Fast 5: ACJ TwoTwenty Test Pilot

Christophe Marchand
Credit: Lee Ann Shay/Aviation Week

Christophe Marchand, an Airbus A220 production test pilot, spoke with BCA editor Lee Ann Shay on Dec. 15. That was the day after the first flight of the Airbus ACJ TwoTwenty, the corporate aircraft version of the A220. The interview took place in the cockpit of an ACJ TwoTwenty at Airbus’ final assembly facility at Montreal-Mirabel International Airport.

How was the flight?

The flight was the completion of a year of work and went very well, but that’s not a surprise. We were very well prepared by the team. It was flawless and there wasn’t anything unexpected. It’s easy to fly.

Does this fly more like an airline aircraft or a corporate aircraft?

It’s not a heavy, sluggish plane. You can maneuver as easily as a little jet. That’s what I remember when we flew it at the Paris Air Show some years ago. I think it flies more like a business jet or even a fighter jet. It’s very responsive to your commands. When we did the first flight in 2013, we were surprised that on takeoff we were almost at our assigned altitude above the airport. These engines (Pratt & Whitney PW1500G) are very, very powerful—especially on a light airplane like this one.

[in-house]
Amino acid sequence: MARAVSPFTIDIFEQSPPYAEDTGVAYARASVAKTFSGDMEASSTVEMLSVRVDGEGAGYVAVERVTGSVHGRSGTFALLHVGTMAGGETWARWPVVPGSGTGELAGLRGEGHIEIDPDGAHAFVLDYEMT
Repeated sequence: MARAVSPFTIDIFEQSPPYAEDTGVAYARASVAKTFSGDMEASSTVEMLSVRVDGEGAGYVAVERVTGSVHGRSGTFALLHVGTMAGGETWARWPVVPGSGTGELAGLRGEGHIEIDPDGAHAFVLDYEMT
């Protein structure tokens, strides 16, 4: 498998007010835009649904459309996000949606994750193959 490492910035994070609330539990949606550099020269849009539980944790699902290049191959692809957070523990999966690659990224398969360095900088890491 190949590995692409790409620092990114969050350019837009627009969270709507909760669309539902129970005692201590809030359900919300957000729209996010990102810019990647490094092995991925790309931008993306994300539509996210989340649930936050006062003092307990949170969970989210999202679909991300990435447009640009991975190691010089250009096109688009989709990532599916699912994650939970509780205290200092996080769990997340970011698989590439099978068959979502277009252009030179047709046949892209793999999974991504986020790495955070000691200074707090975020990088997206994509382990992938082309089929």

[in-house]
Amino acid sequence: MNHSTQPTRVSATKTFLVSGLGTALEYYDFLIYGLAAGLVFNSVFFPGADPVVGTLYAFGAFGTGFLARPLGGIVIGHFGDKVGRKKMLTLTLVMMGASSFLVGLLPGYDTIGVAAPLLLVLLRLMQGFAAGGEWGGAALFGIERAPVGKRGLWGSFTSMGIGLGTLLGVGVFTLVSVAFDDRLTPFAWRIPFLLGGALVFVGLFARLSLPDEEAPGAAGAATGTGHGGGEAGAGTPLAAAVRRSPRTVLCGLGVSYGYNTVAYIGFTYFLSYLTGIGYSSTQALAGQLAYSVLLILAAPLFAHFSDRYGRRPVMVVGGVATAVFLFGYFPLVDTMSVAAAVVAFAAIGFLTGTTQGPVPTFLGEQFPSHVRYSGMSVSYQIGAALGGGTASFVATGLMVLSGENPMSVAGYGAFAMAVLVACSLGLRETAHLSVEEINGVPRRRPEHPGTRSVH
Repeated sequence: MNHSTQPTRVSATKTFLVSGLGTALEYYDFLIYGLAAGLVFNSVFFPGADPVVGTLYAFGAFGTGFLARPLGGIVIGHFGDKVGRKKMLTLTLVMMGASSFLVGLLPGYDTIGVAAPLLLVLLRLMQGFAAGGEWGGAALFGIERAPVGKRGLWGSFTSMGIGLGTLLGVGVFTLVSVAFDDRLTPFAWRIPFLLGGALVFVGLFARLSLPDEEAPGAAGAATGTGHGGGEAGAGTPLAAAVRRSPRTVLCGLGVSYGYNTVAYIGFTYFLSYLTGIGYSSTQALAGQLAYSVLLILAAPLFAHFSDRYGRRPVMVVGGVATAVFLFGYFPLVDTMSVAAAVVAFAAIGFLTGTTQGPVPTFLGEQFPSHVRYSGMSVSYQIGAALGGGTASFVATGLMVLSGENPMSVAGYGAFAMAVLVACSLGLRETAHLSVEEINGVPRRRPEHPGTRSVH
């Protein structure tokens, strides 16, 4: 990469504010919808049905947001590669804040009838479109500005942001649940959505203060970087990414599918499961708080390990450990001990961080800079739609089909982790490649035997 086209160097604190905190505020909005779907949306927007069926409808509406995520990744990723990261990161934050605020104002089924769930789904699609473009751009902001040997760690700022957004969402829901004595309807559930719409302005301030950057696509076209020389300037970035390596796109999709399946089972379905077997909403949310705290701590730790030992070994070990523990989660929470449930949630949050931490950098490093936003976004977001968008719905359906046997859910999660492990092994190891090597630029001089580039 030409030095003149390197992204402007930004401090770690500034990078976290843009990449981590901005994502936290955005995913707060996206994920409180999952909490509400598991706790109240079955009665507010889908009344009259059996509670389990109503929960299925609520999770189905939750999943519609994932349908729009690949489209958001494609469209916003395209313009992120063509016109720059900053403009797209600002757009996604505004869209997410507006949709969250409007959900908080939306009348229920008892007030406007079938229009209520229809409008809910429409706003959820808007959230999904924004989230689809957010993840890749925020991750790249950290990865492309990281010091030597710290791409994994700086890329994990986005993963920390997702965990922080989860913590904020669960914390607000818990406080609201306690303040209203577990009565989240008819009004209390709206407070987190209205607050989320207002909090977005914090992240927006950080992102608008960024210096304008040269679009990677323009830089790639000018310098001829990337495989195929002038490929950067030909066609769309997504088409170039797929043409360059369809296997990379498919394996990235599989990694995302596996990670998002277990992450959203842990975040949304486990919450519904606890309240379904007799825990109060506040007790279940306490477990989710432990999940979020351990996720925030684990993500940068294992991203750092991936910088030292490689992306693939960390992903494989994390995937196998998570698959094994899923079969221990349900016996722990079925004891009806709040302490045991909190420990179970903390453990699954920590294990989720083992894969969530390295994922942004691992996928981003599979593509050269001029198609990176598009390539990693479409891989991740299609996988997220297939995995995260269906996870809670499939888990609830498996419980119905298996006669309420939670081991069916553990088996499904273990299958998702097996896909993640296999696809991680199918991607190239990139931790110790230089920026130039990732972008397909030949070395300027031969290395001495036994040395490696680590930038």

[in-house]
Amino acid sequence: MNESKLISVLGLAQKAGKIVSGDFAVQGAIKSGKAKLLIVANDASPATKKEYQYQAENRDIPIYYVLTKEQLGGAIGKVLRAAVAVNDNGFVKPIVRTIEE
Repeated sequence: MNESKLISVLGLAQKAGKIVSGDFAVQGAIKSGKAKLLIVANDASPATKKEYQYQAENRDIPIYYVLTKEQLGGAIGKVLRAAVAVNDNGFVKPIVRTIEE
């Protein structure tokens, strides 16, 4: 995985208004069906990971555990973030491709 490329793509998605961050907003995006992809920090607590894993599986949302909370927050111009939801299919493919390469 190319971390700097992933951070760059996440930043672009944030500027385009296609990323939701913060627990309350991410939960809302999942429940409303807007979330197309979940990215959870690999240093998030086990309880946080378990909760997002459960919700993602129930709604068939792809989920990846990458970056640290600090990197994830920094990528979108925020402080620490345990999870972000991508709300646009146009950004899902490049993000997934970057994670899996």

What’s it like to be a test pilot on a new aircraft program? Did you fly that first flight?

I didn’t fly the first flight but did one a few days later, and I flew the first (Bombardier) CS300 up to the first commercial A220 flight. I also did the certification flights, so I’ve been on this program for a while.

It’s very demanding, but it’s a unique opportunity because you have input on the design. Even before it flies, you try to imagine how pilots will react to certain things. And when you do the first commercial flights with an airline and you see the smile on a pilot’s face, that means you did your job properly. 

It must be interesting to follow an aircraft from beginning of design to its flying.

What is interesting is getting the feedback from all of the pilots and operators and you wonder if you missed something, and if you did you try to adjust it as fast as you can. I think that’s what makes it very exciting. Every day is a new day and you discover something, and it’s harder to find solutions for some of the challenges.

What were some changes you helped initiate during the program?

From a switch cover to other things that take engineering, human factors and other specialties. You aren’t working on your own—you’re part of a team, and you’re trying to bring your experience to convince people of an idea. This teamwork is more rewarding than adding this or that. To be part of a group that’s trying to bring new features on a new aircraft--to find the best solution--is what I like most.

Lee Ann Shay

As executive editor of MRO and business aviation, Lee Ann Shay directs Aviation Week's coverage of maintenance, repair and overhaul (MRO), including Inside MRO, and business aviation, including BCA.